Facebook cynics seeking emergency exits at Instagram?
posted Wednesday, April 11, 2012 at 2:03 PM EDT
A couple of days ago, we reported on news that Facebook has agreed to purchase photo sharing app-maker Instagram for the staggering sum of one billion dollars. While the news has been welcomed by many--not least of them being Instagram's dozen-or-so employees, we'd imagine--a not-insignificant section of the community has reacted with alarm. With Facebook having become so dominant in its space, we tend to forget that there's still a sizable section of the population who've still avoided signing up, often citing the social networking giant's past and current privacy issues.
Although both companies have pledged that a Facebook account won't be required to use Instagram, and that the service will continue to work with rival social networks, some Instagram users continue to voice concerns. Thankfully, there are alternatives out there, if you count yourself among that number.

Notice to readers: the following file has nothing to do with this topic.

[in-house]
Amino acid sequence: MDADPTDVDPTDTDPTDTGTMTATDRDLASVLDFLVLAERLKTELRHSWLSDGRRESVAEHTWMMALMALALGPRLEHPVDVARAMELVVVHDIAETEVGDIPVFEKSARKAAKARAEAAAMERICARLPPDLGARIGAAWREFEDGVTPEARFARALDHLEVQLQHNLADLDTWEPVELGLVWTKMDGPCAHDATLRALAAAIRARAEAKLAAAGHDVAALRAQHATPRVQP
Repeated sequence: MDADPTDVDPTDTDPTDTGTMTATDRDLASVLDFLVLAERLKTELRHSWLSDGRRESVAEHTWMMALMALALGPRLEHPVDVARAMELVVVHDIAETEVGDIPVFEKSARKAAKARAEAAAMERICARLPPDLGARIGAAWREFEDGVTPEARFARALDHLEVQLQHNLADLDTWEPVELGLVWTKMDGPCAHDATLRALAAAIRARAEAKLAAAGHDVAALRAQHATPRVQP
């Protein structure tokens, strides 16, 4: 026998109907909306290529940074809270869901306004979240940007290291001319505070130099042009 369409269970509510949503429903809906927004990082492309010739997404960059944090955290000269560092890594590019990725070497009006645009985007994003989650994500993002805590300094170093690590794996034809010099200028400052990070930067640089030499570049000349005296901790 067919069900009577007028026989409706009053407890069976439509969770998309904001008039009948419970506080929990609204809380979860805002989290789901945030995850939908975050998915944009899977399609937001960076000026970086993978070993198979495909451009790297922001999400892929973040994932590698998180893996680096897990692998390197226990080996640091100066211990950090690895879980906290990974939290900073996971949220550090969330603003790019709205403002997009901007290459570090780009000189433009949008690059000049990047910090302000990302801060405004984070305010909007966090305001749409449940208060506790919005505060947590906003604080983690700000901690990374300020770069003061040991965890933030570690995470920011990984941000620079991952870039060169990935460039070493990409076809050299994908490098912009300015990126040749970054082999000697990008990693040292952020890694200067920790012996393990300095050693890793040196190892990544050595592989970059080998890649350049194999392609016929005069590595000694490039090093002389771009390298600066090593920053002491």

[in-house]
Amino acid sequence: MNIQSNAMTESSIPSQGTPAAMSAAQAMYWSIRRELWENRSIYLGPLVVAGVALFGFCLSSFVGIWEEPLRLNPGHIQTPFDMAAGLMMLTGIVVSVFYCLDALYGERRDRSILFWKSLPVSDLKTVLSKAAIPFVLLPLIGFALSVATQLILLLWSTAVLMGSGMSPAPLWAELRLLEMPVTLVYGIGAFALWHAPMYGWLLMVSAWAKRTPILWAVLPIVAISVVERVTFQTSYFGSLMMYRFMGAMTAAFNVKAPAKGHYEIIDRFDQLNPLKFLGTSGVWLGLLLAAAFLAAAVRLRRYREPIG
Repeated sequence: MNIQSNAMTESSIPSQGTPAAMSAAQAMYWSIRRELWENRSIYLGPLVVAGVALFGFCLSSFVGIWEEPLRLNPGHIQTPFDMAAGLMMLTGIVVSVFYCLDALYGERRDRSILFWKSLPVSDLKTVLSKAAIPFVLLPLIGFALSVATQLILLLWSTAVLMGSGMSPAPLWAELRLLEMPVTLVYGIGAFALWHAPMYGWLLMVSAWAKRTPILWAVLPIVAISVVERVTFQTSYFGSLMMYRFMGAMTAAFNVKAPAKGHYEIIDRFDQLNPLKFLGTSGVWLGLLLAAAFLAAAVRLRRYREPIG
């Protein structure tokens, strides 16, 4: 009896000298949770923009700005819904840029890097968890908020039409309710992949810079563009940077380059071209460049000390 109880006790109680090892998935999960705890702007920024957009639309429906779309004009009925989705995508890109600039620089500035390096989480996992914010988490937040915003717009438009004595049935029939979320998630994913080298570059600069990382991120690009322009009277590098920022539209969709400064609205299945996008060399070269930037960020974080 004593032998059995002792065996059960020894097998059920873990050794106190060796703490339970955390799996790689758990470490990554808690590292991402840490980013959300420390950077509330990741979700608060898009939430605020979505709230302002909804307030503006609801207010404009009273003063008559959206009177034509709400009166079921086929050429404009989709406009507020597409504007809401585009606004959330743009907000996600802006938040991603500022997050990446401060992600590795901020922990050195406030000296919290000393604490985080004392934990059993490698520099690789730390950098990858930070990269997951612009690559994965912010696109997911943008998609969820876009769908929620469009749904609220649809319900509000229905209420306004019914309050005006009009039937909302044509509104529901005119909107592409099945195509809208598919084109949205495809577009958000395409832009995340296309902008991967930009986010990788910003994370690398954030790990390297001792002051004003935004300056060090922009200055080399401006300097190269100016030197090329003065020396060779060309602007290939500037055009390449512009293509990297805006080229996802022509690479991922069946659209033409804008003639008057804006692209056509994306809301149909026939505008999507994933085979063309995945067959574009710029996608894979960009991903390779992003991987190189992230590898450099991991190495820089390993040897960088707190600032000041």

A couple of articles guiding Instagram users to the emergency exits have caught our eye since Monday's announcement. A tipoff from freelance journalist Theano Nikitas took us to Gizmodo's pessimistically-titled article 'How to Export Your Instagram Photos Before Facebook Ruins Everything', which tips its hat to the free service Instaport, providing a simple way to back up all your Instagram photos in a single zip archive. Our friends over at Steve's Digicams share this recommendation, and also point Mac users to InstaBackup, a new app created by concerned Instagram user David Smith that performs much the same backup task. VentureBeat, meanwhile, offers up a selection of Instagram substitutes, in its article '5 alternatives to Instagram for Facebook haters'.
Whether you're planning to stay with Instagram or not, some other articles offer interesting reading on the topic of just why Facebook was willing to part with so much cash to snap up the photo app-maker. (Based on estimates of Instagram's total userbase at the time of the announcement, Facebook is paying almost US$30 per current Instagram user, a significant portion of whom will already be users of the company's own site.) Of particular interest are the Washington Post's 'Why Facebook bought Instagram: It’s all about the photos and user engagement', and the Christian Science Monitor's 'Instagram gives Facebook 5 million reasons to love recent acquisition'.